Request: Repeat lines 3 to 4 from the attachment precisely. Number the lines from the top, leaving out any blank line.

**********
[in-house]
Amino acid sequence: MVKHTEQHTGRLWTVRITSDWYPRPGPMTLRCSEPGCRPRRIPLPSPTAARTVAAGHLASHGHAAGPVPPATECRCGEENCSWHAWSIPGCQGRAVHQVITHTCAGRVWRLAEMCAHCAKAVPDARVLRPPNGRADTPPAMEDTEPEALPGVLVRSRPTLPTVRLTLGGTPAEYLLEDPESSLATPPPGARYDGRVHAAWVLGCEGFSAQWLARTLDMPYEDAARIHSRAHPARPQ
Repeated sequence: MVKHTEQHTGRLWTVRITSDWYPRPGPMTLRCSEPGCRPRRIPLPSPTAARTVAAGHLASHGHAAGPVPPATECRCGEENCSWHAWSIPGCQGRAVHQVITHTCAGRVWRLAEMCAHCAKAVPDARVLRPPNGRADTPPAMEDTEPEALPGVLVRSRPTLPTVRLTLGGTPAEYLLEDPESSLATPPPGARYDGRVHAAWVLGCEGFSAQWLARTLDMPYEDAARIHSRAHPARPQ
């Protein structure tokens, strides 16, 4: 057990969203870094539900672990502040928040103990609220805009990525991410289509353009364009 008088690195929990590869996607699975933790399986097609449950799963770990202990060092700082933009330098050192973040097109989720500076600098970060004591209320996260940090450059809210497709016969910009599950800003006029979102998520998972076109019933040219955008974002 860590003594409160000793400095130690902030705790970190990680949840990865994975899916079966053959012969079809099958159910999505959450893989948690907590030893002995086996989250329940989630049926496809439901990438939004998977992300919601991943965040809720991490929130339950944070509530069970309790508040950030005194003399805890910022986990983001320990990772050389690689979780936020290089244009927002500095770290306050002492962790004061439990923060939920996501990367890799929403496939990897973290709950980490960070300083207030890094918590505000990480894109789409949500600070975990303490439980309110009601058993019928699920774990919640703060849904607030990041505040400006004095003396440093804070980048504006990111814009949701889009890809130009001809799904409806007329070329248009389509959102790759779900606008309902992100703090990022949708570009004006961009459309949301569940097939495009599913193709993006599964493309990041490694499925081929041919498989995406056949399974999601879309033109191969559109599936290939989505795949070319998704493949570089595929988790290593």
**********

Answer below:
Repeated sequence: MVKHTEQHTGRLWTVRITSDWYPRPGPMTLRCSEPGCRPRRIPLPSPTAARTVAAGHLASHGHAAGPVPPATECRCGEENCSWHAWSIPGCQGRAVHQVITHTCAGRVWRLAEMCAHCAKAVPDARVLRPPNGRADTPPAMEDTEPEALPGVLVRSRPTLPTVRLTLGGTPAEYLLEDPESSLATPPPGARYDGRVHAAWVLGCEGFSAQWLARTLDMPYEDAARIHSRAHPARPQ
């Protein structure tokens, strides 16, 4: 057990969203870094539900672990502040928040103990609220805009990525991410289509353009364009 008088690195929990590869996607699975933790399986097609449950799963770990202990060092700082933009330098050192973040097109989720500076600098970060004591209320996260940090450059809210497709016969910009599950800003006029979102998520998972076109019933040219955008974002 860590003594409160000793400095130690902030705790970190990680949840990865994975899916079966053959012969079809099958159910999505959450893989948690907590030893002995086996989250329940989630049926496809439901990438939004998977992300919601991943965040809720991490929130339950944070509530069970309790508040950030005194003399805890910022986990983001320990990772050389690689979780936020290089244009927002500095770290306050002492962790004061439990923060939920996501990367890799929403496939990897973290709950980490960070300083207030890094918590505000990480894109789409949500600070975990303490439980309110009601058993019928699920774990919640703060849904607030990041505040400006004095003396440093804070980048504006990111814009949701889009890809130009001809799904409806007329070329248009389509959102790759779900606008309902992100703090990022949708570009004006961009459309949301569940097939495009599913193709993006599964493309990041490694499925081929041919498989995406056949399974999601879309033109191969559109599936290939989505795949070319998704493949570089595929988790290593």